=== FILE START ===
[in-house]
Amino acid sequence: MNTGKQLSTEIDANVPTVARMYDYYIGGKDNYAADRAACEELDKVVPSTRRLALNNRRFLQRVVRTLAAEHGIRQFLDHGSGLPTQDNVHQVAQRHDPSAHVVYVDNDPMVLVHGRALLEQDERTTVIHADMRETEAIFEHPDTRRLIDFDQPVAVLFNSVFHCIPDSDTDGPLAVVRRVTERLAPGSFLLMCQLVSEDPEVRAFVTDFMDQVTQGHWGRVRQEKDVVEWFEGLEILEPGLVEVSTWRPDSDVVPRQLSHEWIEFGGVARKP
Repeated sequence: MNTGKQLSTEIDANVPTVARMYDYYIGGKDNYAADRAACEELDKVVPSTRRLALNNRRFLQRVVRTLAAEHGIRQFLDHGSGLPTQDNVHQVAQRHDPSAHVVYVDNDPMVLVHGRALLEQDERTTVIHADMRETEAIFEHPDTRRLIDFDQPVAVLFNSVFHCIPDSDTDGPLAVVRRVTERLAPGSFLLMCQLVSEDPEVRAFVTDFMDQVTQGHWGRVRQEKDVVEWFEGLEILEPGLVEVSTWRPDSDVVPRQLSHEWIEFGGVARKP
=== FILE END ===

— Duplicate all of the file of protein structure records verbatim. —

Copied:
[in-house]
Amino acid sequence: MNTGKQLSTEIDANVPTVARMYDYYIGGKDNYAADRAACEELDKVVPSTRRLALNNRRFLQRVVRTLAAEHGIRQFLDHGSGLPTQDNVHQVAQRHDPSAHVVYVDNDPMVLVHGRALLEQDERTTVIHADMRETEAIFEHPDTRRLIDFDQPVAVLFNSVFHCIPDSDTDGPLAVVRRVTERLAPGSFLLMCQLVSEDPEVRAFVTDFMDQVTQGHWGRVRQEKDVVEWFEGLEILEPGLVEVSTWRPDSDVVPRQLSHEWIEFGGVARKP
Repeated sequence: MNTGKQLSTEIDANVPTVARMYDYYIGGKDNYAADRAACEELDKVVPSTRRLALNNRRFLQRVVRTLAAEHGIRQFLDHGSGLPTQDNVHQVAQRHDPSAHVVYVDNDPMVLVHGRALLEQDERTTVIHADMRETEAIFEHPDTRRLIDFDQPVAVLFNSVFHCIPDSDTDGPLAVVRRVTERLAPGSFLLMCQLVSEDPEVRAFVTDFMDQVTQGHWGRVRQEKDVVEWFEGLEILEPGLVEVSTWRPDSDVVPRQLSHEWIEFGGVARKP